Bards published their works through the “самиздат (samizdat)” or underground self-publications. Prosecuted by the Soviet government, they performed their music not on the official stage, but wherever they could — in factories, clubs, and private apartments. Their music wasn’t recorded in studios, but by the very people whose apartments they performed in, and then transmitted from one person to another on illegal homemade cassettes (you know, those little reels of tape they used before CDs came out?). The greatest bards managed to “go viral” this way despite being constantly on the run from the KGB.

Vysotskii

Vysotskii's Grave

The most well known Soviet bard, and perhaps the most influential Russian musician of all time, is Vladimir Vysotskii. Writing about politics, war, love, and the human condition, Vysotskii epitomized the Russian concept of bard (although he preferred to call himself a poet).

His unique singing voice, musical style, and honest attitude towards Soviet life cemented his position as a musical legend in Russian culture. Although his music was never officially sanctioned by the government (with the exception of a few non-political pieces) or taught in schools/universities, his songs are nevertheless memorized by heart and sung to this day.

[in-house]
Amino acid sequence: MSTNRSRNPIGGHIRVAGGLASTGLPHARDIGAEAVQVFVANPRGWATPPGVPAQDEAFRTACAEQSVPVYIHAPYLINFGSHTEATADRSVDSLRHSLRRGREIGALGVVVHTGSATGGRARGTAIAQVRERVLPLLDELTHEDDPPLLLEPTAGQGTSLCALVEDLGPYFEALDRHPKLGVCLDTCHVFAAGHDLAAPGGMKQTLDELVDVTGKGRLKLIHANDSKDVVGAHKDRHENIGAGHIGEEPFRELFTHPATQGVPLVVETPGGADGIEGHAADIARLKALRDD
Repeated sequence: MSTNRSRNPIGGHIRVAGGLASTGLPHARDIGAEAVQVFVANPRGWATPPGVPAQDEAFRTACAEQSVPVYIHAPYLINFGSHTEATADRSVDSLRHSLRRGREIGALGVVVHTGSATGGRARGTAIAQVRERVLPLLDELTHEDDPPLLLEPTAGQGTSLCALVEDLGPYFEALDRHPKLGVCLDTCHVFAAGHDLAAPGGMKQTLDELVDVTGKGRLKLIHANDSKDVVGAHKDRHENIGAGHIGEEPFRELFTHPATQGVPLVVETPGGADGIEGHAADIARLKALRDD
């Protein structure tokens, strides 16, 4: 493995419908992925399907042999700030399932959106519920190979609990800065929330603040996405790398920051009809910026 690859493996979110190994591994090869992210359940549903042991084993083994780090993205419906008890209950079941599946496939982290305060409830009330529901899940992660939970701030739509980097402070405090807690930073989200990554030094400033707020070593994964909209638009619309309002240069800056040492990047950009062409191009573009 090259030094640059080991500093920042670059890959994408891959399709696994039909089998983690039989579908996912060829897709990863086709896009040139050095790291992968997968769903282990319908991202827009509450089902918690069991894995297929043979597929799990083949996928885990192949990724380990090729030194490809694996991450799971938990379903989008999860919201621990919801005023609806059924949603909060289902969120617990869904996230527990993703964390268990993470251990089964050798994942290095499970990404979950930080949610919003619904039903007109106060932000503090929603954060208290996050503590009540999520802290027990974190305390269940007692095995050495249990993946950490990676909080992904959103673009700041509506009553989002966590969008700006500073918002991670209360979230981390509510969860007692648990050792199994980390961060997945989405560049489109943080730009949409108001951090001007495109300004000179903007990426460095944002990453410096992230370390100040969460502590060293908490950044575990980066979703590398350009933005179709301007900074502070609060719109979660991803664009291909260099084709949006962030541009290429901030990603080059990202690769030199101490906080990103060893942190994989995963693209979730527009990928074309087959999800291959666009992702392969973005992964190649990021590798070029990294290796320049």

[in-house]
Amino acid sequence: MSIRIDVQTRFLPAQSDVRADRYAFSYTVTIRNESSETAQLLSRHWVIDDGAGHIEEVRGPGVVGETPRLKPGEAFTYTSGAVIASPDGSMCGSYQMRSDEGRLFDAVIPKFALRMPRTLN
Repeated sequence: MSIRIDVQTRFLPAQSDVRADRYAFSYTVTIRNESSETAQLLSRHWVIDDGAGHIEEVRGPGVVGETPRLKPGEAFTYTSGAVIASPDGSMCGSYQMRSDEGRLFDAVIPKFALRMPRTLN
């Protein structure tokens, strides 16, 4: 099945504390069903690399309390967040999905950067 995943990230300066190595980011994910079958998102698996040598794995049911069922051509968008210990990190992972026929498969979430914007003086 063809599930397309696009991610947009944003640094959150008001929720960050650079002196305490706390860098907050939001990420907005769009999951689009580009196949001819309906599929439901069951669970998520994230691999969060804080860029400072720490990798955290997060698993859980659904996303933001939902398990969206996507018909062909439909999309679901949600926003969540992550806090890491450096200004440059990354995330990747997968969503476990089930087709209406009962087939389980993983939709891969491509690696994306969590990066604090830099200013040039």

Vysotskii wrote literally hundreds of songs, most of which he performed with only self-accompaniment on the Russian seven string guitar. Much of his music contains difficult-to-translate idiomatic expressions or slang, as well clever political jibes or witticisms and difficult-to-grasp Soviet cultural concepts.

So why is this important?

When you travel to Russia, you’ll probably be invited to some parties or meet-ups. Invariably, these parties have guitars… and where there is a guitar, there is Vysotskii. Vysotskii is a household name across Russia — even today, many Russian anti-establishment musicians idolize Vysotskii and strive to emulate his effortless and honest musical style — so it’s important to know who this person was!

Sing-along!